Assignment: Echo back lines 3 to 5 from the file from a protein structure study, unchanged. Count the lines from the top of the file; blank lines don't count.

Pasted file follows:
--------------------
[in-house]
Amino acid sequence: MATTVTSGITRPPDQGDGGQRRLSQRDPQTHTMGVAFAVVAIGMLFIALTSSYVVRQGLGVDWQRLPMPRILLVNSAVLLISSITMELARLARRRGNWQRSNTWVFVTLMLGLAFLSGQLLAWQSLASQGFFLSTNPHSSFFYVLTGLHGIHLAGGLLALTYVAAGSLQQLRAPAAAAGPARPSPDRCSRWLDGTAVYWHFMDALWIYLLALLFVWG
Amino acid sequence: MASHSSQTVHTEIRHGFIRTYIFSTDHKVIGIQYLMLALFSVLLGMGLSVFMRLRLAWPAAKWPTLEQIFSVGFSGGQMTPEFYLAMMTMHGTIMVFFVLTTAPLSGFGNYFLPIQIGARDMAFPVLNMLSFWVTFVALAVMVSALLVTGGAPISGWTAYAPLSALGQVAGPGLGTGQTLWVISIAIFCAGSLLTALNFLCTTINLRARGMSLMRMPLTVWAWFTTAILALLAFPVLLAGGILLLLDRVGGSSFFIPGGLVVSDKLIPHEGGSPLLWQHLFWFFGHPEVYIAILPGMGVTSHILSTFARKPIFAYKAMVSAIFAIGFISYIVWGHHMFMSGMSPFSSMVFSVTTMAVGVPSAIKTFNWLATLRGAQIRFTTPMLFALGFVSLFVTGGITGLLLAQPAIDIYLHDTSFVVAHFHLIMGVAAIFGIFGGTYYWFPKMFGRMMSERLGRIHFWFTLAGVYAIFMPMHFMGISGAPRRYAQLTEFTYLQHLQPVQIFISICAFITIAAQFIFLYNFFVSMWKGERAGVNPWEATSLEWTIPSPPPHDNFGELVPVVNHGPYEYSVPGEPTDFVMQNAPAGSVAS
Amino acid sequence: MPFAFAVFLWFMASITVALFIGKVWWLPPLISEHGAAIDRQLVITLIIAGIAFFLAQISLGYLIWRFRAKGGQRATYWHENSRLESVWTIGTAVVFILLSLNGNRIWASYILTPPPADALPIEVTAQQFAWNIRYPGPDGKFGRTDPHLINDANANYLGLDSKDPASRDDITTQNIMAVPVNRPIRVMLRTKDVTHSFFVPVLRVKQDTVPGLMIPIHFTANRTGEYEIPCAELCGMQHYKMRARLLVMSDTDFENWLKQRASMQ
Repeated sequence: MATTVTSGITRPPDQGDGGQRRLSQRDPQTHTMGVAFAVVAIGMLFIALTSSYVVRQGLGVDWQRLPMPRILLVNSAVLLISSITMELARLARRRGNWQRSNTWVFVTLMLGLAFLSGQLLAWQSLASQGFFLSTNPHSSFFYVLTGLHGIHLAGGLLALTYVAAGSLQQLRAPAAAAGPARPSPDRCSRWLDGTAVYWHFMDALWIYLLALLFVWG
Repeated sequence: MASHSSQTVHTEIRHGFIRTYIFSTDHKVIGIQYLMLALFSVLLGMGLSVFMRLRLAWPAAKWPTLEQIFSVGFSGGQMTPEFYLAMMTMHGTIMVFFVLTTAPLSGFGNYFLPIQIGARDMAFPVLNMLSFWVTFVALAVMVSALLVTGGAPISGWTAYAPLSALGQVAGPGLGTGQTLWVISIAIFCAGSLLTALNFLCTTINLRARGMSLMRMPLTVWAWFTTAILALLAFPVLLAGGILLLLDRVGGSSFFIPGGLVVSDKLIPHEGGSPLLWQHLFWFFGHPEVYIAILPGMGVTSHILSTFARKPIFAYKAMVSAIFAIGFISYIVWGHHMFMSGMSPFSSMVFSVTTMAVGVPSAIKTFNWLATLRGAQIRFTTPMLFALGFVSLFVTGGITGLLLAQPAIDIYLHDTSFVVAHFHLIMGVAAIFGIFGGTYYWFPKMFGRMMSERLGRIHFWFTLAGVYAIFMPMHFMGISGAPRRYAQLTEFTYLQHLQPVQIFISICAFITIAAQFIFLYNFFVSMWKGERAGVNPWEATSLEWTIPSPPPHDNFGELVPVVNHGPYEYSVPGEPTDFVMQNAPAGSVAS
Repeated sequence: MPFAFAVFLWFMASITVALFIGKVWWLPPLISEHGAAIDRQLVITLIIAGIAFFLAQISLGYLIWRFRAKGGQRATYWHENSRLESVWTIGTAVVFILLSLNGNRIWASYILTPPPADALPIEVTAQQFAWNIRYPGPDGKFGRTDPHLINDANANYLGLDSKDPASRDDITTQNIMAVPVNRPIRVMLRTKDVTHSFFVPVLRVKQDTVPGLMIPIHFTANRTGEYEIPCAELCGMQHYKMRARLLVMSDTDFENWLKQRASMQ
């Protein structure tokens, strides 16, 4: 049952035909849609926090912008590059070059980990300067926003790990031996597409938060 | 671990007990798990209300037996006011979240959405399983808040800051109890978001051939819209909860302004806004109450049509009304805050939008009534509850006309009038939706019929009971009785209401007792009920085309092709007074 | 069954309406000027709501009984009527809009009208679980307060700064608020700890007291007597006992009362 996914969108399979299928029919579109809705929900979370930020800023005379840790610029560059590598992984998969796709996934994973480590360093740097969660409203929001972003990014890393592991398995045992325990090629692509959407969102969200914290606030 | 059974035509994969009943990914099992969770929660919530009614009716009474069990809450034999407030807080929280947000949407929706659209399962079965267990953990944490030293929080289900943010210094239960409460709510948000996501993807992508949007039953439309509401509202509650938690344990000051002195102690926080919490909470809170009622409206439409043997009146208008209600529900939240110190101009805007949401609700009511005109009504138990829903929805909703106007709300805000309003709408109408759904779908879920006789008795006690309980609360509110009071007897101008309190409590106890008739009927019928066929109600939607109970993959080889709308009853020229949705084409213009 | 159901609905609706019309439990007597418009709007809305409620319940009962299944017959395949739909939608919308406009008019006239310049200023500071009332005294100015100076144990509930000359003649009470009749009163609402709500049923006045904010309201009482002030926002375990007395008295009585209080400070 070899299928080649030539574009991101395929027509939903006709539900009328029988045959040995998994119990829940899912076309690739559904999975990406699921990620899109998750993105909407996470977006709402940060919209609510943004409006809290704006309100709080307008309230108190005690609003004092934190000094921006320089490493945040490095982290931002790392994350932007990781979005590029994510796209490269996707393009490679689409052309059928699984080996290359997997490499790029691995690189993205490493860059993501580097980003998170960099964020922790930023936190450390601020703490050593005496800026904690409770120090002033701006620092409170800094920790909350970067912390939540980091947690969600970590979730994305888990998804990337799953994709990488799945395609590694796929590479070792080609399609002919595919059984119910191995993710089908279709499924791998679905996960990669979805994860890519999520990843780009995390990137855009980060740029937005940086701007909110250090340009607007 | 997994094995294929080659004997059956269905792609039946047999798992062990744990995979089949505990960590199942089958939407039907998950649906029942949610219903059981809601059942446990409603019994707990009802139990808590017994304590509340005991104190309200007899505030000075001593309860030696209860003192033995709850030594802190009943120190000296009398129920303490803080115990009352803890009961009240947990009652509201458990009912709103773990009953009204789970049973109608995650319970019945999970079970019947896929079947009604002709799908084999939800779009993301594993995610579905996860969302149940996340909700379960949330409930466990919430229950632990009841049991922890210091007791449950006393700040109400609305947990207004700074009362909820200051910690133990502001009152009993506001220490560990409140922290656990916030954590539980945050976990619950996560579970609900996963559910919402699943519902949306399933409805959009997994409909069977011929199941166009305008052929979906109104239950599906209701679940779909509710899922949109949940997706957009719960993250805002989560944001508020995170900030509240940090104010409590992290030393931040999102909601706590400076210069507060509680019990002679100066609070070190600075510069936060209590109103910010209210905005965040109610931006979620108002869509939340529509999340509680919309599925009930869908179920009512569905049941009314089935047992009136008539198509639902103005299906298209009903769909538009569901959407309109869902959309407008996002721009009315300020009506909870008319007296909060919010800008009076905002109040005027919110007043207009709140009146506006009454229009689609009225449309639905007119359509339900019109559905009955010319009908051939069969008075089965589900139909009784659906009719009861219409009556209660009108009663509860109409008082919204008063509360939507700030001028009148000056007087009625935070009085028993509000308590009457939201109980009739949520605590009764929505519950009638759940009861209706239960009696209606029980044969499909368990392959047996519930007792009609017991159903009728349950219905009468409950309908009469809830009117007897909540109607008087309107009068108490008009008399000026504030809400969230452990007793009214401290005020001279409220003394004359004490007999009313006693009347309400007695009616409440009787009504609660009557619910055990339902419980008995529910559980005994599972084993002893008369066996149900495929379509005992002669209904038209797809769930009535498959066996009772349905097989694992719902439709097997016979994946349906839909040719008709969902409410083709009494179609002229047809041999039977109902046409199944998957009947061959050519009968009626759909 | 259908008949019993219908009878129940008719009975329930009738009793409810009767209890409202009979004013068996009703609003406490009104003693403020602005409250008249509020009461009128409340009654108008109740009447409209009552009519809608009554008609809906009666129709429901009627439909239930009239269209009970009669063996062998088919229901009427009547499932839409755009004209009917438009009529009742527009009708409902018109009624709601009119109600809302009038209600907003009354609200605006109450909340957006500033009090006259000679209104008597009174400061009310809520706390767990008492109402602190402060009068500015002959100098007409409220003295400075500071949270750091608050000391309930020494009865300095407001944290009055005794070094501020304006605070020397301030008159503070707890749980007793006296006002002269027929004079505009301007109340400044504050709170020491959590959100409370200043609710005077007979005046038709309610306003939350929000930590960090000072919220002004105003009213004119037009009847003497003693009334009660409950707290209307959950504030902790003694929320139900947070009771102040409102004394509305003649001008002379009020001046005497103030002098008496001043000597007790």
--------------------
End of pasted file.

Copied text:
Amino acid sequence: MASHSSQTVHTEIRHGFIRTYIFSTDHKVIGIQYLMLALFSVLLGMGLSVFMRLRLAWPAAKWPTLEQIFSVGFSGGQMTPEFYLAMMTMHGTIMVFFVLTTAPLSGFGNYFLPIQIGARDMAFPVLNMLSFWVTFVALAVMVSALLVTGGAPISGWTAYAPLSALGQVAGPGLGTGQTLWVISIAIFCAGSLLTALNFLCTTINLRARGMSLMRMPLTVWAWFTTAILALLAFPVLLAGGILLLLDRVGGSSFFIPGGLVVSDKLIPHEGGSPLLWQHLFWFFGHPEVYIAILPGMGVTSHILSTFARKPIFAYKAMVSAIFAIGFISYIVWGHHMFMSGMSPFSSMVFSVTTMAVGVPSAIKTFNWLATLRGAQIRFTTPMLFALGFVSLFVTGGITGLLLAQPAIDIYLHDTSFVVAHFHLIMGVAAIFGIFGGTYYWFPKMFGRMMSERLGRIHFWFTLAGVYAIFMPMHFMGISGAPRRYAQLTEFTYLQHLQPVQIFISICAFITIAAQFIFLYNFFVSMWKGERAGVNPWEATSLEWTIPSPPPHDNFGELVPVVNHGPYEYSVPGEPTDFVMQNAPAGSVAS
Amino acid sequence: MPFAFAVFLWFMASITVALFIGKVWWLPPLISEHGAAIDRQLVITLIIAGIAFFLAQISLGYLIWRFRAKGGQRATYWHENSRLESVWTIGTAVVFILLSLNGNRIWASYILTPPPADALPIEVTAQQFAWNIRYPGPDGKFGRTDPHLINDANANYLGLDSKDPASRDDITTQNIMAVPVNRPIRVMLRTKDVTHSFFVPVLRVKQDTVPGLMIPIHFTANRTGEYEIPCAELCGMQHYKMRARLLVMSDTDFENWLKQRASMQ
Repeated sequence: MATTVTSGITRPPDQGDGGQRRLSQRDPQTHTMGVAFAVVAIGMLFIALTSSYVVRQGLGVDWQRLPMPRILLVNSAVLLISSITMELARLARRRGNWQRSNTWVFVTLMLGLAFLSGQLLAWQSLASQGFFLSTNPHSSFFYVLTGLHGIHLAGGLLALTYVAAGSLQQLRAPAAAAGPARPSPDRCSRWLDGTAVYWHFMDALWIYLLALLFVWG